Archive for YouTube

Making the (Video) Case for Support

Here’s a great example of CauseWired story-telling online: the Global Network on Neglected Tropical Diseases launched the End the Neglect 2020 Campaign to raise public awareness and support from corporations, foundations, and individuals to control and eliminate some of the most devastating and deadly NTDs by 2020. The new campaign features a consumer-driven microsite that educates users about the impact NTDs can have on children and communities and illustrates the incredible difference that even a 50 cent donation can make. The Just Fifty Cents Initiative is designed to give individuals the chance to make an impact on the worlds poorest people by simply converting the change in their pockets- nickels, dimes, quarter- into meaningful change in the hardest hit regions.


Redefining Holiday Luxury, Part Two

Part two – this one dubbed “Say Forever” – of a great pair of videos from aims to redefine the idea of holiday shopping “luxury.” They’re particularly important this season, given the global economic crisis. If you like them – as I do – put them on your blog or Twitter them.

Redefining Holiday Luxury, Part One

A great pair of videos from aims to redefine the idea of holiday shopping “luxury.” The videos are particularly important this season, given the global economic crisis. If you like them – as I do – put them on your blog or Twitter them.

Facebook Activists: Liberal Democrats in Egypt

I’d missed this great piece in the Washington Post the week before last about the cause of liberal democracy in the Arab Middle East, and how young activists are using social networking tools to plan for a more open, democratic future. Six months ago, Ahmed Samih, the 28-year-old director of the Andalus Institute for Tolerance and Anti-Violence Studies in Cair, founded a Facebook group called “What happens when Hosni Mubarak dies?” writes Jackson Diehl. Now the group has 2,741 members, almost all of them Egyptian. Reports Diehl:

Facebook and YouTube are where the young Egyptian democracy movement lives — mostly out of reach of Mubarak’s secret police. There are more than 60 Facebook groups devoted to liberal Egyptian causes; many of them have thousands of members. On YouTube, one can find hundreds of video clips showing demonstrations for human rights in Egypt, speeches by liberal activists, sermons by reformist Muslim clerics — and torture by Mubarak’s security forces, captured on cellphones.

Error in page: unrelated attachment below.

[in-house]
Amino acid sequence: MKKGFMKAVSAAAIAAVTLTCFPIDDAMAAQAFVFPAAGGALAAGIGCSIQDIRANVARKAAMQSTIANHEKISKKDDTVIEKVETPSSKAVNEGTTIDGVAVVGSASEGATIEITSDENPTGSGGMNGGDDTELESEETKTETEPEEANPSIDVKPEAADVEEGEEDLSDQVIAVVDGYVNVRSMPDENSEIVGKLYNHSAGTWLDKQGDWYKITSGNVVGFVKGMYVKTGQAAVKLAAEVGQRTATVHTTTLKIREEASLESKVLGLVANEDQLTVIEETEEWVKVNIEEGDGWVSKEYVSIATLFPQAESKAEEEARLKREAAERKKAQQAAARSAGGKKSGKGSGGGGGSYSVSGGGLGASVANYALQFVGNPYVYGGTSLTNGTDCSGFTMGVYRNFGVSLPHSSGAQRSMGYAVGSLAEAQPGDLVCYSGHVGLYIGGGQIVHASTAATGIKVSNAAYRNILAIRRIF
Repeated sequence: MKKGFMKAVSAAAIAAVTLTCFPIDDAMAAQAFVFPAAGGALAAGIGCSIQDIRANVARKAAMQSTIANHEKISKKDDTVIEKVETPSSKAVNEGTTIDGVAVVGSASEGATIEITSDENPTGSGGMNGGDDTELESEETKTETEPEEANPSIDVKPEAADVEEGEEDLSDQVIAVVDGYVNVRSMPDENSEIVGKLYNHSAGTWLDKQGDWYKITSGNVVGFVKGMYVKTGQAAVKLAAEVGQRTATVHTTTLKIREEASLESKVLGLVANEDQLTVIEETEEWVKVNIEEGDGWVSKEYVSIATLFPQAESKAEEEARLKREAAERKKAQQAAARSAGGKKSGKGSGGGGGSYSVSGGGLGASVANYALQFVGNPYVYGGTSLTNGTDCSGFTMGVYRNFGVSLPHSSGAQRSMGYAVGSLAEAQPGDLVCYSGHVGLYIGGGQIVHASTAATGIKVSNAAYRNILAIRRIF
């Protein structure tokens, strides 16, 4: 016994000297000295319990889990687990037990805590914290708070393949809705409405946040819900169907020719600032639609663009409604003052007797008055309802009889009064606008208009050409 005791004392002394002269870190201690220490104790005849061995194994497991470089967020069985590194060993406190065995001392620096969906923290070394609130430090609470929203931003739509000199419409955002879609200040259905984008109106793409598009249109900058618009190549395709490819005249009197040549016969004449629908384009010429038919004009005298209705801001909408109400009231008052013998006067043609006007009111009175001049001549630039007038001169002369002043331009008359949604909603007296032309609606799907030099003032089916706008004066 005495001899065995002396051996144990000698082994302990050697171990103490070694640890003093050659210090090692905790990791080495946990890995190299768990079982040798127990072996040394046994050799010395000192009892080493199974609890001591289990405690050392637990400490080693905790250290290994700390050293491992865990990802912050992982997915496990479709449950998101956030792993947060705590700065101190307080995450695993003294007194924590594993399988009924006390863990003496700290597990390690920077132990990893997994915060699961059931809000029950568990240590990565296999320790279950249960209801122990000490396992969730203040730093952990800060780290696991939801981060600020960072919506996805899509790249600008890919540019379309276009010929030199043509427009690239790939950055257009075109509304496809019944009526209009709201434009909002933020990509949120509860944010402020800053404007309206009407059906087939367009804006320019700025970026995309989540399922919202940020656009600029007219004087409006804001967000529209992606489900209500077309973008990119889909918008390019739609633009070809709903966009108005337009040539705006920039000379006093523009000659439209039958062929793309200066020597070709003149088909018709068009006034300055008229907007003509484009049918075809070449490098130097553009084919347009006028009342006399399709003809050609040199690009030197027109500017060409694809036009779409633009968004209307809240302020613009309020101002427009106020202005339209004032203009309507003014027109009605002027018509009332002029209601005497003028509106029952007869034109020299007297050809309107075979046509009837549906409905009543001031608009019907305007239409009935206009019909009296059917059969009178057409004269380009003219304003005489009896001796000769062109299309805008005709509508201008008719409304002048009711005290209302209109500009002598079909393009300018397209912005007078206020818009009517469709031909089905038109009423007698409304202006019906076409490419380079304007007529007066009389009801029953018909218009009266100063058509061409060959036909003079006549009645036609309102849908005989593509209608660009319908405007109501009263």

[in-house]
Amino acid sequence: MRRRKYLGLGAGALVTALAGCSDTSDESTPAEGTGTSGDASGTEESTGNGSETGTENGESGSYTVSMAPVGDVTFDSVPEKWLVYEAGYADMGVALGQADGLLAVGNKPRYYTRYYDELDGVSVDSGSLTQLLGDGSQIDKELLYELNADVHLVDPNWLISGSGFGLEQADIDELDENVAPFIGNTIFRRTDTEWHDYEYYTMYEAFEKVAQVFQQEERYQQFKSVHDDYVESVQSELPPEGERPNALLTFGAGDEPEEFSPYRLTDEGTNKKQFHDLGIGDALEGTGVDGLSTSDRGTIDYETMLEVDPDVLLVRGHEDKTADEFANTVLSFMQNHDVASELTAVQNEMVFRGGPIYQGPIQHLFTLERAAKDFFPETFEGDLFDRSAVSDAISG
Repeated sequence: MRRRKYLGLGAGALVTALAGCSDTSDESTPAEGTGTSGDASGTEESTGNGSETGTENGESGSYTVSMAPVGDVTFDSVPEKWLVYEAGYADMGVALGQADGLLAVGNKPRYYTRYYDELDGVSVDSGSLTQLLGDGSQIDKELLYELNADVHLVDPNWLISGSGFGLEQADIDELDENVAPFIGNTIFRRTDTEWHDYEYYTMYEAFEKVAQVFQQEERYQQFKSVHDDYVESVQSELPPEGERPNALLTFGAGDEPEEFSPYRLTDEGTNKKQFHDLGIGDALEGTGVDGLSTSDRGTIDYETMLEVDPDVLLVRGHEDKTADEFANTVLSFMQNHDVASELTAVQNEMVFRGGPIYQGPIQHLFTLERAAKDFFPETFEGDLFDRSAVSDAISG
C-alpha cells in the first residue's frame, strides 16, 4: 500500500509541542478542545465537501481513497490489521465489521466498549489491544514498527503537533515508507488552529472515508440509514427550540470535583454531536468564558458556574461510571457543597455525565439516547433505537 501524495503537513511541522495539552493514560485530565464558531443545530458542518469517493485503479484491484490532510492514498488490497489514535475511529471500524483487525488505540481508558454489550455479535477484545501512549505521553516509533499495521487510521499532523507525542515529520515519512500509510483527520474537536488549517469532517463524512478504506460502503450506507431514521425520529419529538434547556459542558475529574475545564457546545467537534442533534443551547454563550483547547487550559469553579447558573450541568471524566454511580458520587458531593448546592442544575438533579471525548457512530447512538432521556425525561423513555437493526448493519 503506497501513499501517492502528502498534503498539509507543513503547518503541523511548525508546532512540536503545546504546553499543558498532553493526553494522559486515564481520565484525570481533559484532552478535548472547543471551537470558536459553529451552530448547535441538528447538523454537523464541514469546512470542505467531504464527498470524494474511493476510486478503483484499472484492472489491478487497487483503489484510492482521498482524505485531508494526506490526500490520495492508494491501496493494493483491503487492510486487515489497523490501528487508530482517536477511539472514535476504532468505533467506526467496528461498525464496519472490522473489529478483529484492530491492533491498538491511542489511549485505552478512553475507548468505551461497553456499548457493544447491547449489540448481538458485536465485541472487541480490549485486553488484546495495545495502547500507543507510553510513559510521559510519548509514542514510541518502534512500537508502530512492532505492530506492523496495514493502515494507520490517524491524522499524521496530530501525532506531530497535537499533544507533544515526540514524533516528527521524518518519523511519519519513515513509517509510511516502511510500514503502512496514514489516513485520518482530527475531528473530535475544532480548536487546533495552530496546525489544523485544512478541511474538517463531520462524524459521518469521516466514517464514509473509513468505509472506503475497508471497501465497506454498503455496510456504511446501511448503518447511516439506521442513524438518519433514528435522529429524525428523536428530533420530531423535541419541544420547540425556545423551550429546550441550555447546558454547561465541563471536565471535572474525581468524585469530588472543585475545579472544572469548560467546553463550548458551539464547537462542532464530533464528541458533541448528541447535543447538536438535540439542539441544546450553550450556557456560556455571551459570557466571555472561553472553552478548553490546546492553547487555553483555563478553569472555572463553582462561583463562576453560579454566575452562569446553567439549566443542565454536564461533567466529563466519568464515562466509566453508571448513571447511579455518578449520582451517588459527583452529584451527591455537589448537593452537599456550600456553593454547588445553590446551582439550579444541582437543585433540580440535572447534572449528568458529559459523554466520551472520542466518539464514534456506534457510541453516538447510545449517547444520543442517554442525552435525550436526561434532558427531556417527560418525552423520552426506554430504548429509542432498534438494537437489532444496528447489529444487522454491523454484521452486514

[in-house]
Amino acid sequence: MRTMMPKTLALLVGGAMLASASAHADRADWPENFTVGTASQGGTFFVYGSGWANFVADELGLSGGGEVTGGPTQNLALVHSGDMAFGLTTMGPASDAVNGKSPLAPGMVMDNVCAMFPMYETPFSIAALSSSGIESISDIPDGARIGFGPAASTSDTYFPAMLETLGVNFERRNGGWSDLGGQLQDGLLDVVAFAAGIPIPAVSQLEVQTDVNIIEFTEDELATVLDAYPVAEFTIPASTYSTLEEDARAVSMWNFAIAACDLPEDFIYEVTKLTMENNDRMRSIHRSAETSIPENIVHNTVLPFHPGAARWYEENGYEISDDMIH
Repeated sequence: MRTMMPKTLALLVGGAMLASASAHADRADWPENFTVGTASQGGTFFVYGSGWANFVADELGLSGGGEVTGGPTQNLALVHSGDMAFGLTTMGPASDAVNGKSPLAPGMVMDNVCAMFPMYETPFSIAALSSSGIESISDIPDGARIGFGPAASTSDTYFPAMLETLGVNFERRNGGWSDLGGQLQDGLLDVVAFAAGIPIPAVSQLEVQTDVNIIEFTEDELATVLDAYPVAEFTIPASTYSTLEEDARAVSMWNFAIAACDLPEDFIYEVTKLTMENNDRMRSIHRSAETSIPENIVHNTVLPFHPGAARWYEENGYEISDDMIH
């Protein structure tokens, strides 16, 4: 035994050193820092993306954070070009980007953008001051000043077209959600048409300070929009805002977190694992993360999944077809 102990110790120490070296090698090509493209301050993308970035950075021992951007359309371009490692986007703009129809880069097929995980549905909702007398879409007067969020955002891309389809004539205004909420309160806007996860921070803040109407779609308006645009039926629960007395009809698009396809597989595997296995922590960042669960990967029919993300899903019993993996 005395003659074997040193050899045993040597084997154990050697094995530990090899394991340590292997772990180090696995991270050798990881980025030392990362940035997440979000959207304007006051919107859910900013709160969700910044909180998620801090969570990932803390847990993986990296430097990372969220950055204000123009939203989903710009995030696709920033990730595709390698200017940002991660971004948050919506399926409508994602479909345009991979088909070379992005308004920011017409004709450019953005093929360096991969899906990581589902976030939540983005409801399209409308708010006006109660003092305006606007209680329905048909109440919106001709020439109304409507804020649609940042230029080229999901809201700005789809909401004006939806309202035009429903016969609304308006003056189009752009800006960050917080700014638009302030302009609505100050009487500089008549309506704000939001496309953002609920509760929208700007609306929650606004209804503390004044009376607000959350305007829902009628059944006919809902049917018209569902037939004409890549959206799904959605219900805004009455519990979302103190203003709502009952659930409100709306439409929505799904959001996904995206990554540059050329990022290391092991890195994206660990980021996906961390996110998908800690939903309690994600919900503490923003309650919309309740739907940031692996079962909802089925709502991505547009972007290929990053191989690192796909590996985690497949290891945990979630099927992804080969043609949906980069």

It’s another example of social networks being used for serious, real-world organizing.

Cause Creation: Teen Dies in Transplant Outrage, and a Movement Begins

When 17-year-old Nataline Sarkisyan died on Dec. 20th while awaiting a liver transplant her insurance company refused to pay for until it was too late, her case moved beyond one family’s desperate struggle to save a young life and become a cause for thousands of people who discovered her case on the Internet – on blogs, in Facebook, on YouTube, in their Twitter feeds. I found out about Nataline from Jason Calacanis, an old friend from our Silicon Alley days in the 90s. Jason posted on his blog and into his Twitter stream (I don’t remember which I saw first) and like many others, I was immediately struck by the story.

A leukemia patient, Nataline needed a new liver after her treatment for the blood disorder caused series complications. Her insurer, Cigna, derided the operation as “too experimental.” The family hired a lawyer and organized friends to pressure Cigna to change its mind. Cigna appears to have reversed its decision to deny the transplant after about 150 teenagers and nurses protested outside its Glendale office Thursday, according to ABC News. But it was too late. After the teen’s death, family attorney Mark Geragos said that Cigna “maliciously killed her” and asked for murder or manslaughter charges against Cigna HealthCare.

I’d read nothing of this until this headline showed up in my feeds – CIGNA kills Nataline Sarkisyan. Wow, Jason’s headline certainly got my attention and as it did for thousands of others, the full story pulled at the heartstrings and stoked a sense of anger and outrage. Now, Jason Calacanis is more than your average blogger – the man’s a brilliant promoter and created a series of successful Internet properties during a decade-long career that began when he crossed the river from Brooklyn as a young lad with a certain, shall we say, attitude toward those who might get in his way. “15 Billion dollar market cap… almost 20B in revenue… you can’t afford a transplant?!” he ranted. Then he posted the names and titles of Cigna’s top executives, asking his considerable readership to go after them directly. And as the CEO of the startup Mahalo, a socially-wired search engine with results created by human editors instead of algorithms, he directed the creation of a section dedicated to the case. The page is filled with links to mainstream media stories and blog posts about Nataline, but it leads with a moving video that was created and post on YouTube by Nataline’s brother – after she was denied by Cigna, but before her death.

Nataline Sarkisyan was already a cause before her death became a national headline. An hour or so after I read Jason’s post, I checked in on Facebook to deal with the usual requests to test my movie knowledge, poke somebody back, or rate a new band. And there was an invitation to join a new group – CIGNA is Sicko – with 80 new members. Meanwhile, the YouTube video has been seen more than 15,000 times. The memorial service was yesterday in California, but the cause is still growing. Who’s willing to be the death of Nataline Sarkisyan becomes an issue in the 2008 Presidential campaign? Especially given the importance of the health insurance debate. The progressive group blog DailyKos has already made it a top story. We’ll stay tuned.